Gold futures jumped 2 percent on Thursday as bargain hunters resurfaced after prices plunged to a six-month low, but optimism over the global economic outlook and the imminent end of the U.S. Federal Reserve's monetary stimulus could cap gains.
Talks that Chinese buyers returned to buy gold also supported prices, but physical dealers attributed the rally to the thin market at the start of the new year. Cash gold tracked U.S. bullion futures higher, rising more than 1 percent.
U.S. gold for February hit a high of $1,227.20 an ounce and stood at $1.223.20 by 0401 GMT, up $20.90. The contract sank to $1,181.40 on December 31, its weakest since late June, as prospects for global economic recovery prompted investors to shift money into equities.
"The market is still thin. Some buying interest has then pushed up the market over $10," said Ronald Leung, chief dealer at Lee Cheong Gold Dealers in Hong Kong. "Sentiment wise, I would say this is only short covering."
Cash gold rose as high as $1,227.75 an ounce, and later stood at $1,224.10, up $18.81. It had dropped to $1,184.50 an ounce on Tuesday, its weakest since June 28.
Silver tracked gold higher and rallied more than 4 percent.
Gold plunged 28 percent in 2013, ending a 12-year bull run, after the Fed announced plans to unwind the ultra-loose monetary policy starting January 2014, tarnishing the metal's appeal as a hedge against inflation. Gold price was nearly $700 below a record hit in 2011.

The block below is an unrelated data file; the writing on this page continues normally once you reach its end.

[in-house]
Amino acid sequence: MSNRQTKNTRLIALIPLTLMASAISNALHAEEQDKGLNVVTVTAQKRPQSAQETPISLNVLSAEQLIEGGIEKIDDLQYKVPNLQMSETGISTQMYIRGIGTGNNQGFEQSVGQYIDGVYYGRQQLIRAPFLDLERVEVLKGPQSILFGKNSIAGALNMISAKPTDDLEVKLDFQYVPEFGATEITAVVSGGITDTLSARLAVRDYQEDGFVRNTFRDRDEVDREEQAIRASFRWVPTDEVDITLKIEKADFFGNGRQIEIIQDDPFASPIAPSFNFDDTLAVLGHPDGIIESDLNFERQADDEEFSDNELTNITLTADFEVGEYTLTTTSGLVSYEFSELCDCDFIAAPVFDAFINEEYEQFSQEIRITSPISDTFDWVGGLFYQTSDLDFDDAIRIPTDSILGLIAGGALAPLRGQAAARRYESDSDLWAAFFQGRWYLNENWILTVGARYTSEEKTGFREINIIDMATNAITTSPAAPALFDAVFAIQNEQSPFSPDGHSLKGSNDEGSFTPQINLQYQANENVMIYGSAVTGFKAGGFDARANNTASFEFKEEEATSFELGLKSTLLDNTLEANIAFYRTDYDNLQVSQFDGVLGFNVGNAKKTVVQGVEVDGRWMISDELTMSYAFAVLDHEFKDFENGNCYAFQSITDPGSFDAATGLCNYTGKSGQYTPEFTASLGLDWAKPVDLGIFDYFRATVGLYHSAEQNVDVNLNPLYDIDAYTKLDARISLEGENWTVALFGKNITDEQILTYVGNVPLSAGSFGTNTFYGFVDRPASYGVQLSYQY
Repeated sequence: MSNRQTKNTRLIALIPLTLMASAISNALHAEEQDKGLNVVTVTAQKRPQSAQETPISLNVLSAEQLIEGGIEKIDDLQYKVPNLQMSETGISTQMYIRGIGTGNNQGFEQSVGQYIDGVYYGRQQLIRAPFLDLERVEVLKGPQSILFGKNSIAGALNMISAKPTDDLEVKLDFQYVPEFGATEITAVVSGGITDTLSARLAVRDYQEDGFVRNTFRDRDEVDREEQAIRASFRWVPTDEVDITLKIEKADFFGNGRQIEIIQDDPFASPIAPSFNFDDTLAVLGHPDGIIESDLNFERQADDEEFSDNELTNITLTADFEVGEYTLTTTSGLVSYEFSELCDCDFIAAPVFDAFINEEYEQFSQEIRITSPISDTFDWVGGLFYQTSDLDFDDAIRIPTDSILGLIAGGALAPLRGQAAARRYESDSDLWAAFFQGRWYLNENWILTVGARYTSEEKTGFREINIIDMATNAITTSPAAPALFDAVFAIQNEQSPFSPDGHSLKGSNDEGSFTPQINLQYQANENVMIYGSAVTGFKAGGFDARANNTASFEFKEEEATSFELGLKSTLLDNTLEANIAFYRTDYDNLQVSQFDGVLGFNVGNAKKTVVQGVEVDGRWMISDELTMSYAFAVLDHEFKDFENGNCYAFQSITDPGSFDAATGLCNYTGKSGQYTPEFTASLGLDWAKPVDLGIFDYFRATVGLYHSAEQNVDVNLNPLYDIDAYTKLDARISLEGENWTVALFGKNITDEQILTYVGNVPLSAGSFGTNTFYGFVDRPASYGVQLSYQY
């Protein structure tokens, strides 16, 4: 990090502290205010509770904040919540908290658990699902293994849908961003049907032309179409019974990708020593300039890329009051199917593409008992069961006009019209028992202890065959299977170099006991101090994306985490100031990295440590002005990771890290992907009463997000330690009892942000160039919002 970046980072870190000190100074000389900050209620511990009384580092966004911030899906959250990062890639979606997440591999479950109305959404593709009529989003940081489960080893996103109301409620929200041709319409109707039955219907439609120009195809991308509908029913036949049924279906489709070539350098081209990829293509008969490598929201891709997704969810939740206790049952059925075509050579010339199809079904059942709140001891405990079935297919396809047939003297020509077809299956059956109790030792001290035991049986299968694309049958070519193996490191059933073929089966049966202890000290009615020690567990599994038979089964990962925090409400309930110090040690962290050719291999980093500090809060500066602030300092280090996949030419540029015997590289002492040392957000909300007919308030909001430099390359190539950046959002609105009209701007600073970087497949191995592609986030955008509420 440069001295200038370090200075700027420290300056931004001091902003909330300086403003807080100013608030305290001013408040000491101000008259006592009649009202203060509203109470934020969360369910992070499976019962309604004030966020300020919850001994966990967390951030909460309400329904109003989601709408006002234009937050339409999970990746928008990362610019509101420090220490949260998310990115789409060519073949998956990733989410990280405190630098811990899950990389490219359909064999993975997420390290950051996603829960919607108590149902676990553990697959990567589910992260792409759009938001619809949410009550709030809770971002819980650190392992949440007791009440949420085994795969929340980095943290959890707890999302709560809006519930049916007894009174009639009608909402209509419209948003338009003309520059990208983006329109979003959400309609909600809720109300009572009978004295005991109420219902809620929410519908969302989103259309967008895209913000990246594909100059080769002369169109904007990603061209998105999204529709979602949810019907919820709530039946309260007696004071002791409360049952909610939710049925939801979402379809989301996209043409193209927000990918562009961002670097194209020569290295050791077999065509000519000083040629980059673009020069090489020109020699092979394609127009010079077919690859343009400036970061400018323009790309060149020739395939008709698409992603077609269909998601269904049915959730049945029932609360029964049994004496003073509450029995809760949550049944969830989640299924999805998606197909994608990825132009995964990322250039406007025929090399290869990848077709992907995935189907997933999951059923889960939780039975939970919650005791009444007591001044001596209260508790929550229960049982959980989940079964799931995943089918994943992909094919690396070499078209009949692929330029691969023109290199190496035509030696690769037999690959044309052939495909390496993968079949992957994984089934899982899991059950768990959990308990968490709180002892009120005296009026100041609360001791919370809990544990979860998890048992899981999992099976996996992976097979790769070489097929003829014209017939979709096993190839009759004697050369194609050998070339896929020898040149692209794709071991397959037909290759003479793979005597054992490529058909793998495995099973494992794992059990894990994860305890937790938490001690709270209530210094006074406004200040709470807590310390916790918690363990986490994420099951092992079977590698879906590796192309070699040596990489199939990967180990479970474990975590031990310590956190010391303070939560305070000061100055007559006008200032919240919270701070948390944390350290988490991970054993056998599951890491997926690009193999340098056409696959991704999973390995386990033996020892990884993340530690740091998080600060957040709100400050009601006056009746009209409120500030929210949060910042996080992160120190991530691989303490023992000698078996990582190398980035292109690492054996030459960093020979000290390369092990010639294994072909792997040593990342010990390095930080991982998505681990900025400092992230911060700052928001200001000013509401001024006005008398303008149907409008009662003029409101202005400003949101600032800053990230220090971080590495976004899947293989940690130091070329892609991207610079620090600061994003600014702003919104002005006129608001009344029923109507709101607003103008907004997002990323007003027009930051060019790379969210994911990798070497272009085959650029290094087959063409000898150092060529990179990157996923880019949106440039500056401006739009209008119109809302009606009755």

"We've seen a sudden jump in prices, and I am not too sure why. But it could be some demand from China because they have been very quiet in the last one or two months," said a physical dealer in Singapore.
"They maybe taking the advantage of the low prices to buy. Indonesia is seller today because of the weak rupiah, and you would expect Thailand to do the same."
Premiums for gold bars in Singapore were little changed from last week at $1.30 to $1.50 an ounce to the spot London prices.
Premiums in Hong Kong were steady at between $1.80 and a high of $2 an ounce as dealers waited for fresh supplies from Europe.
China's net gold imports from Hong Kong fell 42 percent to to below 100 tonnes in November, reflecting a drop in demand from jewellers and retail investors after strong purchases in recent months.
China does not publish gold trade data. The numbers from Hong Kong - a main conduit for gold into China - give the best picture of the country's trade of the precious metal.
In other markets, Asian share markets endured mixed fortunes on Monday in the wake of disappointing data on Chinese manufacturing, while investors showed renewed appetite for commodities as the new year got underway.